Plot inconsistencies probably take the cake. For instance, how does it take 5 months? Five long, icy months to chalk some buildings and throw some trackers onto the trucks. And, okay, Bathman's MIA. But Fox (Freeman) is still around! He can make the ninja-bat-stars, and the police can throw them at people. But for fuck's sake. If anything, cut that spider-mask off. I promise you--promise--that once that mask comes off, the deep-voiced, head bobbing, collar-popping, megalomanic will stop head butting everyone. Seven innings restore the balance.

More significantly, what is this East v. West rivalry? Cold War ended in 1985. Nearly 30 years ago (this, I know, because I’m a math genius … & was born in 1985), yet "The Dark Knight Rises" still emphasizes those tensions. Sure, Nolan could have been going for the Middle East angle. You see, Bane also resembles this Uzbekestani wrestler who I watched final night of the Olympics. Uzbekistan does straddle both worlds. But audiences just aren't sure. I get the syncretism. Stay true to the comic and parallel current political climates. But NOT with a made up Middle-ish Eastern-ish culture. When closely mirroring distinct cultures, Realism is the only way.

Speaking of the Middle East, I still can't figure out how Wayne gets out. I can suspend my disbelief by believing he's a--The--bat-man. But I cannot for this ridiculous cross-continental travel. Can. Not. Unless he travels by broom stick. Or magic car. Or fireplace. Those I get. Walking/swimming/finding his way to an airport combo. Pfffffft. That (was) Bear Grylls’ territory.

Finally, do not believe everything you see. Or rather, try everything you see Bruce Wayne attempt. Punching slipped disks back into the spinal column and standing in traction using a rope probably won't heal you. ...Probably.

So why should you see it? Or rather, why stick it ou? Nolan & his "Dark Knight" Series always deliver. Grab a snack, maybe. But Stick. It. Out.

For one, I always appreciate "Dark Knight" imagery. Here, particularly the archetypal. See Wayne’s feet dragging & that agonized face full of fuzz? That’s Christ-like imagery. Emphasized, no doubt, by his--{ SPOILER! }--success on the third attempt at jumping that wall to … rise again. (…Like the 3rd fall. Before the resurrection of Christ…) The light v. dark also delivers. Sure, it’s spelled out. But I appreciate the focus on spirituality and the significance of looking inward to fight that which pains. Something like face your Dark side to Rise out of the Knight. But seriously. In as film this grandiose, that a simple story with semi-complex characters can still feel tangible for audiences in meaningful ways, says a lot about the acting & directing.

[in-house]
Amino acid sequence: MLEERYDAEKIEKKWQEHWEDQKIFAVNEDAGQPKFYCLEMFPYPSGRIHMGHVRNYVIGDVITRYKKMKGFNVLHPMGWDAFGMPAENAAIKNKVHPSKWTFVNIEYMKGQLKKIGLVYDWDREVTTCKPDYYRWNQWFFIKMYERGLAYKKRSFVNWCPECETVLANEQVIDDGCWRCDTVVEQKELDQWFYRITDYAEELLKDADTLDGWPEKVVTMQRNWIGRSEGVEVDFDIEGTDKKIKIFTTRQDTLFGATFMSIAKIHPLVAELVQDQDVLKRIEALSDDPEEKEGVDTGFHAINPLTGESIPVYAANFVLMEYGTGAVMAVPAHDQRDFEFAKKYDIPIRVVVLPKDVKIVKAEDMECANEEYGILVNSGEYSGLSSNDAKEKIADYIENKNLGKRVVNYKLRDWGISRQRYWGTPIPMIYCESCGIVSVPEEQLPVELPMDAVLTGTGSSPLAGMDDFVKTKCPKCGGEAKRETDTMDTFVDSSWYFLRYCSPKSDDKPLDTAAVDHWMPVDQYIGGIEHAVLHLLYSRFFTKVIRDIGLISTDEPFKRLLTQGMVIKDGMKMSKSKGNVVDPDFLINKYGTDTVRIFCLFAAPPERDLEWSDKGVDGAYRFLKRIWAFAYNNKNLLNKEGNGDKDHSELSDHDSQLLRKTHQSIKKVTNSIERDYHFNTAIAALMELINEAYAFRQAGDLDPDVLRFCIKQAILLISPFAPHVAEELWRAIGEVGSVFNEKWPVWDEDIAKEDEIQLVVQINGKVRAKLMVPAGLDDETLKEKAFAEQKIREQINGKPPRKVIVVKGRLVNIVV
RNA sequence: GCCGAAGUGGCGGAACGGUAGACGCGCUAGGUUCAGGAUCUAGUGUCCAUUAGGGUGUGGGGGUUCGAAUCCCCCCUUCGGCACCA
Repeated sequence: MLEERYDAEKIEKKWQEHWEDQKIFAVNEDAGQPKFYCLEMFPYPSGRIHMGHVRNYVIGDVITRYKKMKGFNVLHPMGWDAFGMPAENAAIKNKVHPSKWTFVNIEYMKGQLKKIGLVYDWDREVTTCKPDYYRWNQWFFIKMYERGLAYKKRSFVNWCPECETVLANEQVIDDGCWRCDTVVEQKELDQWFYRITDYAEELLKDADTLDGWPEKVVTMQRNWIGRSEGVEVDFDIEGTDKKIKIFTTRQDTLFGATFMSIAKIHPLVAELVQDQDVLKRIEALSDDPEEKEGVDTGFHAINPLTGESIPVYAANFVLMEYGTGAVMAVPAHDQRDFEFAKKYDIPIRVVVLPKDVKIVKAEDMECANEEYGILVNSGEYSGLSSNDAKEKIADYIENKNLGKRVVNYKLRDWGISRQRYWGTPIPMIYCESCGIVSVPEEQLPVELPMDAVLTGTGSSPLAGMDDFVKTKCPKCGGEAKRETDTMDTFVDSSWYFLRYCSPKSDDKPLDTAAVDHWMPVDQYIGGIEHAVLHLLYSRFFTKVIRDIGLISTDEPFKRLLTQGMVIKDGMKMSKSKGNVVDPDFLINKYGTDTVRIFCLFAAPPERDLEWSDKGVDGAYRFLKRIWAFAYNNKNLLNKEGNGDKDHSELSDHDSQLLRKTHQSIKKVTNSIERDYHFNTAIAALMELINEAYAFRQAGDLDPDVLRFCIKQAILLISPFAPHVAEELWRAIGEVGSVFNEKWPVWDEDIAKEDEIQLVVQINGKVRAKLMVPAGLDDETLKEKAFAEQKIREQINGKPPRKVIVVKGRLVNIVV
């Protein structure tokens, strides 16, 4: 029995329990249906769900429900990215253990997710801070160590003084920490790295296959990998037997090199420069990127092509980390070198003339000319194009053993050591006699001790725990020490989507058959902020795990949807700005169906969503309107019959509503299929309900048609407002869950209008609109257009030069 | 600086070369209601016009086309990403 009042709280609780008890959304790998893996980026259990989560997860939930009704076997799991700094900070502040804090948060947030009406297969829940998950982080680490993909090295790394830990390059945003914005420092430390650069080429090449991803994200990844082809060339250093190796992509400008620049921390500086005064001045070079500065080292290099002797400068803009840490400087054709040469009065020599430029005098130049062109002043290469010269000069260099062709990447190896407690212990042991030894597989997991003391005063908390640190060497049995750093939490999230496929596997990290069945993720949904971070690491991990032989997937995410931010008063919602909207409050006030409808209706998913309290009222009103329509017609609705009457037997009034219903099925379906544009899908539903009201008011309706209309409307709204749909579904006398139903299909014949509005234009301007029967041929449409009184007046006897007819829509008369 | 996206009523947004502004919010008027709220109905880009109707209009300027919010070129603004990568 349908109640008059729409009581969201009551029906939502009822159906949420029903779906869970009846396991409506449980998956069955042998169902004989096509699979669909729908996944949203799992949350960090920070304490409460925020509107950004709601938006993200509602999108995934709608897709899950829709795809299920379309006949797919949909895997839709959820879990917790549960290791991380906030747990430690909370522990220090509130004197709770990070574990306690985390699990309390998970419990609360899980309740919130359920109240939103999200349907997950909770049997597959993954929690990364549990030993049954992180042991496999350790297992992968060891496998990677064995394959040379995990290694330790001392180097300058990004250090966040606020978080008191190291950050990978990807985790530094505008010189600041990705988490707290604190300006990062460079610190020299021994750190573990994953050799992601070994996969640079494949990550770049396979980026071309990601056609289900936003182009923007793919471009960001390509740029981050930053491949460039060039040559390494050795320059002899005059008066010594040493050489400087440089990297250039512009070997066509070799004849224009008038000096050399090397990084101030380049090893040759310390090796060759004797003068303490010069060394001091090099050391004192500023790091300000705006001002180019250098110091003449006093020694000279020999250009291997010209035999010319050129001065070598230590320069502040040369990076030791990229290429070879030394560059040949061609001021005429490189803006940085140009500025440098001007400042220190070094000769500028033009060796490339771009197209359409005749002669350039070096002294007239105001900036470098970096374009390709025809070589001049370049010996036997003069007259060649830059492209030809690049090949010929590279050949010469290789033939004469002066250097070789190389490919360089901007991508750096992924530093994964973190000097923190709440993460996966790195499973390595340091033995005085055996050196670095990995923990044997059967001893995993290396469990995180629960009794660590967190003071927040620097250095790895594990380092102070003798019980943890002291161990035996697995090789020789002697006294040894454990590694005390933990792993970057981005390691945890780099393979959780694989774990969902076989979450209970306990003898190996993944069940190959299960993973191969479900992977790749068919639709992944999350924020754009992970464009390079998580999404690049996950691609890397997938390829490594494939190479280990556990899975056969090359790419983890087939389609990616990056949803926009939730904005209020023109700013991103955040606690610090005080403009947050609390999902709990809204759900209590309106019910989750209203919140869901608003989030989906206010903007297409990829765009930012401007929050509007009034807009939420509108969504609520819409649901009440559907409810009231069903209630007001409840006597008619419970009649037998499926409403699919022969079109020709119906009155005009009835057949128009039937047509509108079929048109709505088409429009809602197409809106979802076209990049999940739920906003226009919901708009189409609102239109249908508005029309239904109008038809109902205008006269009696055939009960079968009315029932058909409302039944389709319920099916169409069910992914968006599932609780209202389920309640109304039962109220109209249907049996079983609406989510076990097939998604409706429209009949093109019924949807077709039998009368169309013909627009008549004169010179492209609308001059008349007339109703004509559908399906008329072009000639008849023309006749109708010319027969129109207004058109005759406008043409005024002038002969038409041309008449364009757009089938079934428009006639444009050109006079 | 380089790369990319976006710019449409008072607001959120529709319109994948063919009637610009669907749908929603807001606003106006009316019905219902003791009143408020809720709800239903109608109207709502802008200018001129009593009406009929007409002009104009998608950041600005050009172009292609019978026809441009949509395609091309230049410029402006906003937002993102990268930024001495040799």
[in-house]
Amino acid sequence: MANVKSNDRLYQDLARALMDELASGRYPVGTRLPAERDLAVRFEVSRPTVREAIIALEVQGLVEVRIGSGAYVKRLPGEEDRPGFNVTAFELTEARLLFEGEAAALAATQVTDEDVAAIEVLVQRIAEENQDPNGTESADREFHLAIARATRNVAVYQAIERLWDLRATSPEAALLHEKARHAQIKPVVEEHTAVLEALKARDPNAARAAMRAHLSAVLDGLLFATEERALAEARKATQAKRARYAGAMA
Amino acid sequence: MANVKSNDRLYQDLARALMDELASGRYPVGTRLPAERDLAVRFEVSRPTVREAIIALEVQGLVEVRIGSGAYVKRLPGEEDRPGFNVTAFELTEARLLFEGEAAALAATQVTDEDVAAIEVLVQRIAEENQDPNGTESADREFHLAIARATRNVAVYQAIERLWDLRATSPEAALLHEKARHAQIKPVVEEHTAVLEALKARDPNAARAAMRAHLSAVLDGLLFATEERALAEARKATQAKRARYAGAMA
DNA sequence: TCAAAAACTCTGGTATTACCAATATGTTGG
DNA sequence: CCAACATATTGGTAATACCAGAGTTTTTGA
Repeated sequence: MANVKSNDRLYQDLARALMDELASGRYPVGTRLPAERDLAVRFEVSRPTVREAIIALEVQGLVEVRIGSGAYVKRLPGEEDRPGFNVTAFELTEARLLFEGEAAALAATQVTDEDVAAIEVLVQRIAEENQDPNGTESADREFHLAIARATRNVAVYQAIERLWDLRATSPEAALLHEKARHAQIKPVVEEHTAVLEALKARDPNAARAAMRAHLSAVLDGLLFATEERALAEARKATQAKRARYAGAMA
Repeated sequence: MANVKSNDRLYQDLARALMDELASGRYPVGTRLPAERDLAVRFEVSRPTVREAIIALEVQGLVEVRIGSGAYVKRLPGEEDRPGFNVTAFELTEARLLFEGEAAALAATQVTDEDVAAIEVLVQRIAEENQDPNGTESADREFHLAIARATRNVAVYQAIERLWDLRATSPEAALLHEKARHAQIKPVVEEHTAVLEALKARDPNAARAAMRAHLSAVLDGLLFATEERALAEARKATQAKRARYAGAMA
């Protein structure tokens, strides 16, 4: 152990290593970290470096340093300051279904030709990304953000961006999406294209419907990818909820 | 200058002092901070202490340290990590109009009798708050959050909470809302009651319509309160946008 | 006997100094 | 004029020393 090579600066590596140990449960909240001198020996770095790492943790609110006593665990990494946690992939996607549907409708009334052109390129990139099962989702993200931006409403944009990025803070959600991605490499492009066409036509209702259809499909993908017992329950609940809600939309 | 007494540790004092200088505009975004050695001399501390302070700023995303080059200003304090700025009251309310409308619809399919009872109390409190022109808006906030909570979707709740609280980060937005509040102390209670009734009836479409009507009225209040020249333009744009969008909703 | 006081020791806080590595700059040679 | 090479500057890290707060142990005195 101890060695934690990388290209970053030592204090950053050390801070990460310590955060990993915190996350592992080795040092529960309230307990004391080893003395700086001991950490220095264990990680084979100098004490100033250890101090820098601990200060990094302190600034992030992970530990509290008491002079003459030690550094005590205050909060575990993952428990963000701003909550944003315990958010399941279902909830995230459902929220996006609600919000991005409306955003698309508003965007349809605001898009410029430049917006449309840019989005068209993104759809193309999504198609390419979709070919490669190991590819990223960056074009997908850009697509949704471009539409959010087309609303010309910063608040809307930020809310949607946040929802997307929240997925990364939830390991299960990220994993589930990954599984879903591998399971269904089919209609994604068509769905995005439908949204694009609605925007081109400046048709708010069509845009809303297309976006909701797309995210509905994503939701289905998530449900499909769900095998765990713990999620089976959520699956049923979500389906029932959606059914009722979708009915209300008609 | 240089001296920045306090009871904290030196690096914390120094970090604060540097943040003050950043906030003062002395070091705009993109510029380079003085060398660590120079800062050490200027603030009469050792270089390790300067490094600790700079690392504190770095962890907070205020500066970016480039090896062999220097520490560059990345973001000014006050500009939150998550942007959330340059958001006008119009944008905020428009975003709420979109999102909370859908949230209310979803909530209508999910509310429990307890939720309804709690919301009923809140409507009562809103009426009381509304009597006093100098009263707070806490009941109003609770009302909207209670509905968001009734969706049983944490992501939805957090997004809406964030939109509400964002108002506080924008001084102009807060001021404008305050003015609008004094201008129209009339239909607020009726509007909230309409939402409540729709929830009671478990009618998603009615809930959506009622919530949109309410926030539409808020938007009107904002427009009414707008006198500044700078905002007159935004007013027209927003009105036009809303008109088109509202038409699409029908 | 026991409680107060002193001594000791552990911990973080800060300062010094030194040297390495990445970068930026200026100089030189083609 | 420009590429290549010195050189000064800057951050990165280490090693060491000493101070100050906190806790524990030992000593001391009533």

If nothing else--nothing--Nolan's political commentary, alone, is worth the watch. Orwellian. Freirean. Orwellian. Love. Love. Love. Not like this Hunger Games b.s. where it is just a love story. I mean, love story? Yes. But beyond romantic love. And beyond love, in general. The intricacies intertwined in theme speak volumes to the film’s—and entire Dark Knight Series’—commentary on society which extends far beyond the plot in which it’s embedded. How the oppressed fight the oppressors speaks to humanity & how they become those who oppressed, to humanity’s downfall. (Want more? Pedagogy of the Oppressed. Do it.)

How many bat-stars out of 5?

5 - Hot Factor.

4 - Unintentionally Funny.

4 - Social Commentary.

1 - Massive Middle.

3 - Overall.


Okay, so I’m not so much of a math genius. But go see this film. Dollar Theater it. Rent it. Buy it. How ever it is you do it: Watch it.

Joseph Gordon-Levitt it.